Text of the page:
We started having that list of intentions at Mass right from the start when the Mass went from Latin to English.
I was in high school, and the intentions were written up by the student who was reading them. There was no prior approval or editing.
Back then, we prayed all the time for the end of the war in Viet Nam.
I haven’t studied the development of these over the years. But, I guess I’m referring a lot ot the “prayers of the faithful” on EWTN. There’s so much heavy-handed political correctness, starting at the top, praying for the pope, the bishops, blah blah blah, Mother Angelica, and then MAYBE there pops up a prayer intention for someone who is ill, and once in a great while, they pray for the benefactors of EWTN.
It really has become ritualized, and I don’t think it was intended to be like that.
We probably should list individually or collectively all those in the parish who are sick, those who are suffering in some way, and perhaps even mention specific and individual prayer requests.
I’m referring to the subject in general, with the emphasis on prayer for Mother Angelica as an example of these intentions gone to their worst extreme, as if there weren’t other people in critical condition or extremely dire emergency situations, who did not need prayer more than her.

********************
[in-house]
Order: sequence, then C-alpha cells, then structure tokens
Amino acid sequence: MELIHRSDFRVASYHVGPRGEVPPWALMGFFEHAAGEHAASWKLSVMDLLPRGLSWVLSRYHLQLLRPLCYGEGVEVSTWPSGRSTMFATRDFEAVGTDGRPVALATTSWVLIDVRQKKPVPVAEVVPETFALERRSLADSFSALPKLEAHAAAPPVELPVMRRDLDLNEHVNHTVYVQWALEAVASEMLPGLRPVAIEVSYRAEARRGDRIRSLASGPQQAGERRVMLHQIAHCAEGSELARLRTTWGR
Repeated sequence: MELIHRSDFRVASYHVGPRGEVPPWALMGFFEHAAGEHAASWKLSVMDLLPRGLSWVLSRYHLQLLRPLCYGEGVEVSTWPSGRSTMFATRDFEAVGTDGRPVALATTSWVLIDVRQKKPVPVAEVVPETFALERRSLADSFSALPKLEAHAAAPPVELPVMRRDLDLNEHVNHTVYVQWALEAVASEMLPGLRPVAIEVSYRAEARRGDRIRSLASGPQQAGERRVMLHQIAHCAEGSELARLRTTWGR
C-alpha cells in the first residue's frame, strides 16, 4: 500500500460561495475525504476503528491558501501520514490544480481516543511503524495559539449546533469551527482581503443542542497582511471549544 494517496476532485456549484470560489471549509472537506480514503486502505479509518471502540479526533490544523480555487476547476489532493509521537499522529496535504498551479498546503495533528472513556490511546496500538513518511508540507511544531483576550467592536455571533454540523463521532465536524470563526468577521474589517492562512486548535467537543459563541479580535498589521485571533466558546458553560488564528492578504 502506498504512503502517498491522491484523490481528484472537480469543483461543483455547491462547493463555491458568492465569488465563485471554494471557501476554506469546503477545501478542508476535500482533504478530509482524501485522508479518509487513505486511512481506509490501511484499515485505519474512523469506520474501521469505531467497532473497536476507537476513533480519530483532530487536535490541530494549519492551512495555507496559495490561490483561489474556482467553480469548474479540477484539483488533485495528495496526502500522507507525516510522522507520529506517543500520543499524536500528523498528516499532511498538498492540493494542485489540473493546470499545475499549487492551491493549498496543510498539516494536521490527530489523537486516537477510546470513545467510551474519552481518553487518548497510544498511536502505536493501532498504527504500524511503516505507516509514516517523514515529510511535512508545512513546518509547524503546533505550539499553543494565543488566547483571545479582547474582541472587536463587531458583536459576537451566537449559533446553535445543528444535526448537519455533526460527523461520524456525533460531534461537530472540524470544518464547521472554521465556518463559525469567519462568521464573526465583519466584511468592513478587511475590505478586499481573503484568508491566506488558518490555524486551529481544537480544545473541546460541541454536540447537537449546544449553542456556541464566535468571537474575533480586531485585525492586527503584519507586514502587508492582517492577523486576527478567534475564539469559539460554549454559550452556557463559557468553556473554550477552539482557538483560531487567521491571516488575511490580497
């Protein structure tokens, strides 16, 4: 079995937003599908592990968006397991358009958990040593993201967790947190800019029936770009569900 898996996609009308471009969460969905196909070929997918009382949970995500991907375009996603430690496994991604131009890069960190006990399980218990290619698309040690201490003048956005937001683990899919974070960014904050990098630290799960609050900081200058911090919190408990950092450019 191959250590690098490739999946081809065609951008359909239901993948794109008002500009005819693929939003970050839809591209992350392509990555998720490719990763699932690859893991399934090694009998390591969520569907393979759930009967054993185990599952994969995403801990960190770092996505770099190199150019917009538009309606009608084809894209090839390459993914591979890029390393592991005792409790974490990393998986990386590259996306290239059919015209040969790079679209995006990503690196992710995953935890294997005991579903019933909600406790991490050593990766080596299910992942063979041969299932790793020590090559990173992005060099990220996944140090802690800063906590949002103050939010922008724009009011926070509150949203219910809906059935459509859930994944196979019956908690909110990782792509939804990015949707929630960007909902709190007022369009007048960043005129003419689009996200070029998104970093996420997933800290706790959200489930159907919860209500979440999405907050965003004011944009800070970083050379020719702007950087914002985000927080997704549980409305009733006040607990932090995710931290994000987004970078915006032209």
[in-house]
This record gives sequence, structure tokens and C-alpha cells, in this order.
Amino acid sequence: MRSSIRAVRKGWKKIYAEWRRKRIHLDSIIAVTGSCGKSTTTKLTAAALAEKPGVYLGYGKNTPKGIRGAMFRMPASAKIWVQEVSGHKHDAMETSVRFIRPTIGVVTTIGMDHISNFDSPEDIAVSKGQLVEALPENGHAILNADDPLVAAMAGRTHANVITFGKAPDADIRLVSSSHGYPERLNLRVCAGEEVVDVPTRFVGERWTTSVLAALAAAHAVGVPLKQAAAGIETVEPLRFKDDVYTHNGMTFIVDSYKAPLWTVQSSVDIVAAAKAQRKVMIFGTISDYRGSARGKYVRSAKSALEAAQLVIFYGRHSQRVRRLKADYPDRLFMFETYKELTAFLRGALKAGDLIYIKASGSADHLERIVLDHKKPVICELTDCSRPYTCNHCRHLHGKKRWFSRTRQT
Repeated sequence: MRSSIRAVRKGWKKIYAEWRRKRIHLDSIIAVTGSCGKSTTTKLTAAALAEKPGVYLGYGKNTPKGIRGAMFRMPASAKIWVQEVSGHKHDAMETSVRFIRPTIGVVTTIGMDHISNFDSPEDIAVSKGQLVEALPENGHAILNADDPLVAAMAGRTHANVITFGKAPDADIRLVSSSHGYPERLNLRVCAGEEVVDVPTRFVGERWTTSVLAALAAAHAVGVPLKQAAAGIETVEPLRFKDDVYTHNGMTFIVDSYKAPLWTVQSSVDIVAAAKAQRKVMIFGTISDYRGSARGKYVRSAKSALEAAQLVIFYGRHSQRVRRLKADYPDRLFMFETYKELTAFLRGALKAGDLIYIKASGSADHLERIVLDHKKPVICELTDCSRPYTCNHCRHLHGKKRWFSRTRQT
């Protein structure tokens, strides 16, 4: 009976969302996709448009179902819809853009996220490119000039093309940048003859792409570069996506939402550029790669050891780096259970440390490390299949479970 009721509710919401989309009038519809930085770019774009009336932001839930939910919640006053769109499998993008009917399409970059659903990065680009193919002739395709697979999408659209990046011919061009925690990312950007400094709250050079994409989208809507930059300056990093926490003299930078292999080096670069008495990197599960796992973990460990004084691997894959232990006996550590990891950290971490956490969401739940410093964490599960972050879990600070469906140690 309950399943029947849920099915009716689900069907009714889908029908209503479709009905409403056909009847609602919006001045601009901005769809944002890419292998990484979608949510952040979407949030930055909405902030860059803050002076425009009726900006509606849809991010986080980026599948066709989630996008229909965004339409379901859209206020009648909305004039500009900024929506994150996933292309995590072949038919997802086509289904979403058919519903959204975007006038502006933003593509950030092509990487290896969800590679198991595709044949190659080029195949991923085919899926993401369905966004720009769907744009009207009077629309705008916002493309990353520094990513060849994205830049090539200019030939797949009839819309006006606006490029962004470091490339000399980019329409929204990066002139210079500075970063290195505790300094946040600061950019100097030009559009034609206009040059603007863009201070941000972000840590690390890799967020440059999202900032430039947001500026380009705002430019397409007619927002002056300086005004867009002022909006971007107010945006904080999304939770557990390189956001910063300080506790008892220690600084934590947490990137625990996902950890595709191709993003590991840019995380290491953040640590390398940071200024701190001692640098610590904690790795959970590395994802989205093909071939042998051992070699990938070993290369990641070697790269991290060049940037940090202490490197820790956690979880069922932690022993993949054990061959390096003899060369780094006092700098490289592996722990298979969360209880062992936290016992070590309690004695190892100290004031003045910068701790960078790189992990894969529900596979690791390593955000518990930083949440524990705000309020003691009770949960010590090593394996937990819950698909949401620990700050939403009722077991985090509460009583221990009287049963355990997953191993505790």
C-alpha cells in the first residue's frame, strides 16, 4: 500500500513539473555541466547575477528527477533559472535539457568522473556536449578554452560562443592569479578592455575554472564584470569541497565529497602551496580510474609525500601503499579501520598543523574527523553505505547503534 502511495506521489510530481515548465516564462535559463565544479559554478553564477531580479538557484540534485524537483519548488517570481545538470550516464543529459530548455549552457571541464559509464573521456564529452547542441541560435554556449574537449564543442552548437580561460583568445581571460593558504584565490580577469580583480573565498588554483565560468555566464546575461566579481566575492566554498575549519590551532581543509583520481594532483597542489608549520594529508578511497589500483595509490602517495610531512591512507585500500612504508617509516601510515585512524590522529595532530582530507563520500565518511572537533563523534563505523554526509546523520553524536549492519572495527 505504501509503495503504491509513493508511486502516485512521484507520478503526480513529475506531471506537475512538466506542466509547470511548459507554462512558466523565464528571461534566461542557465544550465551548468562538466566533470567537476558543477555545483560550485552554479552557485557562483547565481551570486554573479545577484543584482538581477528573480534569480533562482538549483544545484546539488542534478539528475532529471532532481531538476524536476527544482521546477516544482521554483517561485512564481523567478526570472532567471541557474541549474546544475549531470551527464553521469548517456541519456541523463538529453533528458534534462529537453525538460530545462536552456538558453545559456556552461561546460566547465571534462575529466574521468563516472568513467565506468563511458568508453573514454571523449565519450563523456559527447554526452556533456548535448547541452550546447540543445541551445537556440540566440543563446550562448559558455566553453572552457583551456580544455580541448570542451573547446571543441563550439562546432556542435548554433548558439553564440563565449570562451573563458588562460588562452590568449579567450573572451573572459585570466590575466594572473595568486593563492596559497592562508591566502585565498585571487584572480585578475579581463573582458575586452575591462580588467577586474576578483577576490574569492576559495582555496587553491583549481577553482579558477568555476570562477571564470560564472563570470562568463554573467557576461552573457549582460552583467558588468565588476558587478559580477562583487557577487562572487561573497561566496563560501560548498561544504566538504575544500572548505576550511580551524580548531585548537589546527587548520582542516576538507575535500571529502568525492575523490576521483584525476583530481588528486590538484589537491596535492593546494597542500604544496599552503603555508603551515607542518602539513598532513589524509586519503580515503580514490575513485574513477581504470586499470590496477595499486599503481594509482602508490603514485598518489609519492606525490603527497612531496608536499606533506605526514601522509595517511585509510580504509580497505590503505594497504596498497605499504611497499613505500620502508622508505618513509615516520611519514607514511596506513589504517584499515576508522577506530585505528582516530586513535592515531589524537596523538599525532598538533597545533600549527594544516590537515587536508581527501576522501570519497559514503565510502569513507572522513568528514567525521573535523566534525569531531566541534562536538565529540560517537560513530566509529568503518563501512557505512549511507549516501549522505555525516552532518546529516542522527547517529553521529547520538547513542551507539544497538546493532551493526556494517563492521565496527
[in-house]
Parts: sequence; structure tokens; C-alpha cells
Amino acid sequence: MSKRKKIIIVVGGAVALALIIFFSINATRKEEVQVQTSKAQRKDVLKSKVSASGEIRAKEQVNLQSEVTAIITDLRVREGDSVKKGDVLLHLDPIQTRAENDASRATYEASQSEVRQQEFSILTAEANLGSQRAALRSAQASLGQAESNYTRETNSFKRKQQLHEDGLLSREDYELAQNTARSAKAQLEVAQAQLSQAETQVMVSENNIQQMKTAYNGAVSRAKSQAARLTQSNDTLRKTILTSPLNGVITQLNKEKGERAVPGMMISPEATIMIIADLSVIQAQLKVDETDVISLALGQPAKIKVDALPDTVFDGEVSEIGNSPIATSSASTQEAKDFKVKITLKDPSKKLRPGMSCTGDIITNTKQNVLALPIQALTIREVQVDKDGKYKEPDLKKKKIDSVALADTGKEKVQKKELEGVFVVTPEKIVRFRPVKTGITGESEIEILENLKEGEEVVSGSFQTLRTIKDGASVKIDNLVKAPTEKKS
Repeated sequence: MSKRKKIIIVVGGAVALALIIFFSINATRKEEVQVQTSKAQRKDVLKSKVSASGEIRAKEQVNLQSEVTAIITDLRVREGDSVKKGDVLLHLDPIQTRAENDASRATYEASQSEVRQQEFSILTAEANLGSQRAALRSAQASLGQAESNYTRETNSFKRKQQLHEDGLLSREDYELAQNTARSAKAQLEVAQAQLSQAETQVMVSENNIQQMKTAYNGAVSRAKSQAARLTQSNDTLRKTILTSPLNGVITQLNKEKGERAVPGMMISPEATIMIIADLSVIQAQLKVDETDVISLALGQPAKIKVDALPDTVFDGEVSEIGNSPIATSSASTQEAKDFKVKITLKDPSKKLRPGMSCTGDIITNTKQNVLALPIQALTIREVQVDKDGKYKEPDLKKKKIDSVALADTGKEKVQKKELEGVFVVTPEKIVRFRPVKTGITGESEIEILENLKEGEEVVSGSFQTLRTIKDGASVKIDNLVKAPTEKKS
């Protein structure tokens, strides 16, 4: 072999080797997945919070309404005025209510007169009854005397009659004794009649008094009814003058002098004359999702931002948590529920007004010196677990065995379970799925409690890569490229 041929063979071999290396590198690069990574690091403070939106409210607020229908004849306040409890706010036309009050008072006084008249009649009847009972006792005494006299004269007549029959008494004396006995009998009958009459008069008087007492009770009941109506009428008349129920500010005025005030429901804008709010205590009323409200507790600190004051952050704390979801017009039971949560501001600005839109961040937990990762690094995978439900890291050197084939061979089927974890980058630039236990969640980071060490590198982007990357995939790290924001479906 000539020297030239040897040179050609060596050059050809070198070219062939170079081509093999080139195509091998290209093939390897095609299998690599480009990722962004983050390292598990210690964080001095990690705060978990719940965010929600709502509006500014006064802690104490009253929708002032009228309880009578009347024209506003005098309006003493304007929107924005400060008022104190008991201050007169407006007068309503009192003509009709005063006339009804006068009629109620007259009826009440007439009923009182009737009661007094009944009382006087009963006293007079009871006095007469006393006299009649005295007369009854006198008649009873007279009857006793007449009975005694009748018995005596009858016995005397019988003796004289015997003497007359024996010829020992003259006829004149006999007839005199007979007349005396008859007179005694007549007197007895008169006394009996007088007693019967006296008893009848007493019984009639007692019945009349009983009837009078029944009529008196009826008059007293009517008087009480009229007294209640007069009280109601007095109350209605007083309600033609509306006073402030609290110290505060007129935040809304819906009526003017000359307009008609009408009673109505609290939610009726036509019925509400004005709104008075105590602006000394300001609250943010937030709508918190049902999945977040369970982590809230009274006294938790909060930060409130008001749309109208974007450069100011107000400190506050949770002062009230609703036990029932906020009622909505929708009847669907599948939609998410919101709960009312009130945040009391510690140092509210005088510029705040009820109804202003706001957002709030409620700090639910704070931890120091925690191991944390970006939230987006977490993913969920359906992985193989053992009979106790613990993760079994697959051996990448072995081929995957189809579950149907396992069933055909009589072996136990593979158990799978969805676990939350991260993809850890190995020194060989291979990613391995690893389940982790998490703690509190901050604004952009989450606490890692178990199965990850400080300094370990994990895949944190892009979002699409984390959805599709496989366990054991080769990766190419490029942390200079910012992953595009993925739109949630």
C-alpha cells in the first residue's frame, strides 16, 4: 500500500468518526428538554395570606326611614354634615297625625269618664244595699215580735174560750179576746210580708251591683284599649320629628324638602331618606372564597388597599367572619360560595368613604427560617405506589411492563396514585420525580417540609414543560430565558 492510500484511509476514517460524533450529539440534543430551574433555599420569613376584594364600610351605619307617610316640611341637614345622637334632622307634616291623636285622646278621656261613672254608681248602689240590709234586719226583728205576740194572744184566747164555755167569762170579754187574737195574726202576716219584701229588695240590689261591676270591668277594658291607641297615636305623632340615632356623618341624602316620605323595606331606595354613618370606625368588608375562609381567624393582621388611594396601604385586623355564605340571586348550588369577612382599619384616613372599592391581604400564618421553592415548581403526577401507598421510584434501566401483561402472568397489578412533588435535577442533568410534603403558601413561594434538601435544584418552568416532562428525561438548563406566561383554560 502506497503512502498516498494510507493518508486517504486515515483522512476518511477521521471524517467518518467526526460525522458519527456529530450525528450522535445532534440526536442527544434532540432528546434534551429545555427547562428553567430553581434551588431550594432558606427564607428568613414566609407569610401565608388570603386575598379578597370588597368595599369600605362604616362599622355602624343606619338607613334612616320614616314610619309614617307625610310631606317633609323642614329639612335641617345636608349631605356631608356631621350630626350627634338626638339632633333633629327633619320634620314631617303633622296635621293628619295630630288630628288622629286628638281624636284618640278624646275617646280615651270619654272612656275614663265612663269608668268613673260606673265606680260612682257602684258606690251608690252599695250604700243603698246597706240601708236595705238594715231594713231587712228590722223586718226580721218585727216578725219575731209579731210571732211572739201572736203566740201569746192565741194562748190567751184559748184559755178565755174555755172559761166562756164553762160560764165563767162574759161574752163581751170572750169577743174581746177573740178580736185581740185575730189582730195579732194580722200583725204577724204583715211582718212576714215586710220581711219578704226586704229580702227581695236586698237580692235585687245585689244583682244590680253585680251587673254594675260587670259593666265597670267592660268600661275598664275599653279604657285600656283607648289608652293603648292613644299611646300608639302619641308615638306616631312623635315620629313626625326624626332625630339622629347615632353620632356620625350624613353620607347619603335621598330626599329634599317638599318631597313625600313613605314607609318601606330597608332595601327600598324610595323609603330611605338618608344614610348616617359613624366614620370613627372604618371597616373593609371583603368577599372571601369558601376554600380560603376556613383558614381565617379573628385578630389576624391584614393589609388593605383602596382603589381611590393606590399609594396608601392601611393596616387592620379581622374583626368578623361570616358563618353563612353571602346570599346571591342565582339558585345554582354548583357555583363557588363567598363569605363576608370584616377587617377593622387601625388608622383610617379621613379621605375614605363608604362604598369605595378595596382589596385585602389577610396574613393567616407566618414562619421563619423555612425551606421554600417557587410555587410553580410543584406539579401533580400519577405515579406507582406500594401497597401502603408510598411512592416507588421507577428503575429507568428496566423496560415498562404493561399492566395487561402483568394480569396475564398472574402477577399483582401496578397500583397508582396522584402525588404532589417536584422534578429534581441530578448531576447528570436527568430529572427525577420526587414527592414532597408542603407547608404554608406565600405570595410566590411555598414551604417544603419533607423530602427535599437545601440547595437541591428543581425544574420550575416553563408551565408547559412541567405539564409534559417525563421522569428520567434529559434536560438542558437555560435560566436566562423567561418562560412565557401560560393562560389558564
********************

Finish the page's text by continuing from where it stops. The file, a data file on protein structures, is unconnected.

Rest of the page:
the more I think about Mother Angelica, the more it confuses me. I don’t know of anybody in America who has had more prayers offered for them, than her. Is there such a thing as praying for someone too much? Is it disrespectful to God, to keep praying for Mother Angelica’s recovery, when God has apparently answered that request a long time ago? that God’s will has already plainly been revealed, i.e. that she is not going to recover?
I mean, there are people in Africa dying in droves from famine, military oppression, religious persecution, any number of diseases, etc. And, these are seldom if ever mentioned.